Continuing back up the Coles Bay Road about 6km, there is a turn-off to Friendly Beaches on the east coast. Friendly Beaches provides miles of white unspoiled sand with beautiful views of the azure sea beyond. There is a camp site (with toilet) providing basic bush camping in individual campsites cut into the vegetation.
For those wishing to camp at Freycinet, there are 19 powered sites and 27 tent sites located behind Richardsons Beach. All sites have access to potable water and an amenities block with cold showers nearby. There are also seven campsites overlooking Honeymoon Beach that involve a bit of a walk to the amenities. Camp sites are allocated by ballot drawn on 1 August for the period from 18 December to 10 February, plus Easter.
The Bay of Fires Conservation Area 125km by road to the north of Freycinet is accessed by way of the Tasman Highway, passing through Bicheno and St Helens. You could be excused for thinking the Bay of Fires gets its name from the red lichen-covered rocks along the coast. However, it was named by Captain Tobias Furneaux in 1773 after he noticed numerous aboriginal fires along the coast.
It would be easy to spend several days exploring the Bay of Fires area, which is reached by taking the Binalong Bay Road from St Helens and then following a good bitumen road as far as The Gardens, a small collection of fishing shacks at the northern end of the bay.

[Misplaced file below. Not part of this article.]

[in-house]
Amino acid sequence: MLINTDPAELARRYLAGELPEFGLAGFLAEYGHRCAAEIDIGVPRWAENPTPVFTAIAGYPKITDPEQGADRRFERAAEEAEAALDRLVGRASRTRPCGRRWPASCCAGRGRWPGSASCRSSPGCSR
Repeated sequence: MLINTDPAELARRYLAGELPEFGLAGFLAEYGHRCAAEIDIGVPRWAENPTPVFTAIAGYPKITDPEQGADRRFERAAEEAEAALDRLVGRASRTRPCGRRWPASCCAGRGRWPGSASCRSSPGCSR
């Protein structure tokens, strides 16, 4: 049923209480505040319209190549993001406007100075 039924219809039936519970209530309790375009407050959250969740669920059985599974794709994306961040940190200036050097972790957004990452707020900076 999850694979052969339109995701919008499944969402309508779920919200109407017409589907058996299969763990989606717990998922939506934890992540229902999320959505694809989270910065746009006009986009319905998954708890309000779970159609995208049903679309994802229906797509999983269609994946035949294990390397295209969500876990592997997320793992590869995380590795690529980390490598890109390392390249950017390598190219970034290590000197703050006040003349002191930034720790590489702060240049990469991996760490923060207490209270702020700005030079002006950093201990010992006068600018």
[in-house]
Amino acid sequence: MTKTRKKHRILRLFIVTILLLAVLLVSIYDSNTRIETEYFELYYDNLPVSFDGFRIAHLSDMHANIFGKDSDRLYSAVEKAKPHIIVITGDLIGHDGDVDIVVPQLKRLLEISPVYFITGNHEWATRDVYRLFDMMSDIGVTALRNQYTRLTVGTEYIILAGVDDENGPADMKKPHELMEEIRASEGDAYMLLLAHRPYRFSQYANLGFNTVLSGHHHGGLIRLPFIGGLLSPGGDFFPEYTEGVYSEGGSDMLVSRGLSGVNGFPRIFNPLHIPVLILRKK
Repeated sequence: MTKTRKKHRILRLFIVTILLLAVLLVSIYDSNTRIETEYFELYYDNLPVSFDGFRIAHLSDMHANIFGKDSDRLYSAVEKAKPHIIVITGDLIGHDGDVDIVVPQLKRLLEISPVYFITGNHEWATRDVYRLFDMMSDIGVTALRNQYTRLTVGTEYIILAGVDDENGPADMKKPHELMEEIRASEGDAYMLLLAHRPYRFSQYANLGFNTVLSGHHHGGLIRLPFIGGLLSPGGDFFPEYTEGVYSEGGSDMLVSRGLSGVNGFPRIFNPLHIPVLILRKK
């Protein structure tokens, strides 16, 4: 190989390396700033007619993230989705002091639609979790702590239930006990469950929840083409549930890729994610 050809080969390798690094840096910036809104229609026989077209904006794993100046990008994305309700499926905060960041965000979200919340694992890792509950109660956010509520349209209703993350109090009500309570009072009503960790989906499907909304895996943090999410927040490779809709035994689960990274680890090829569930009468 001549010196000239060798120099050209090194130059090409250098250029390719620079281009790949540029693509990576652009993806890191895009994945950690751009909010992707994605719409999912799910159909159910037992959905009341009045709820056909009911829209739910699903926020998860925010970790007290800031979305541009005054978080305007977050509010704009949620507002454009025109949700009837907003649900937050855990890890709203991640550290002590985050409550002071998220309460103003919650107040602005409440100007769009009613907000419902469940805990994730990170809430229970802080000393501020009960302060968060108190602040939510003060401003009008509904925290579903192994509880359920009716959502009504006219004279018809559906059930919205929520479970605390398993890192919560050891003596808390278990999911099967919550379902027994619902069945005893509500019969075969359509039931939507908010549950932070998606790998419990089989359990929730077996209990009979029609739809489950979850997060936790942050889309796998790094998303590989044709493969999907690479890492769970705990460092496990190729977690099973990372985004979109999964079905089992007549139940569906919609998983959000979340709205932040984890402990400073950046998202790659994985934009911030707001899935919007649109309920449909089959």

The area lived up to its reputation with sparkling blue-green seas and whiter-than-white sandy beaches that wouldn't look out of place in tropical north Queensland. Only the ever-present orange lichen makes it clear that you are a few thousand kilometres further south. The sand is pure quartz, hence the dazzling beaches and the reflected light through the shallows creating a beautiful turquoise colour.
Towns such as St Helens and Binalong Bay offer a range of holiday accommodation or, for the self-sufficient, there are many side tracks as you drive north from Binalong Bay that provide access to the beach, camp sites and lookouts.
Of four of the seven campsites between Binalong Bay and The Gardens have toilet facilities and, while Binalong Bay has at least one cafe, there are no shops north of St Helens.
The ultimate experience is probably the guided four-day Bay of Fires beach walk, staying in luxury accommodation at the Bay of Fires Lodge and its Forester Beach camp. At around $2200 per person, depending on the time of the year, luxury comes at a price, but it does include transfers to and from Launceston and all meals.
With flights from Melbourne to Hobart as little as $39 at the time of writing, Tasmania is an affordable destination for a short getaway. The east coast of the Apple Isle has something for everyone: relaxing, bushwalking, fishing, photography, or just enjoying the laid-back lifestyle.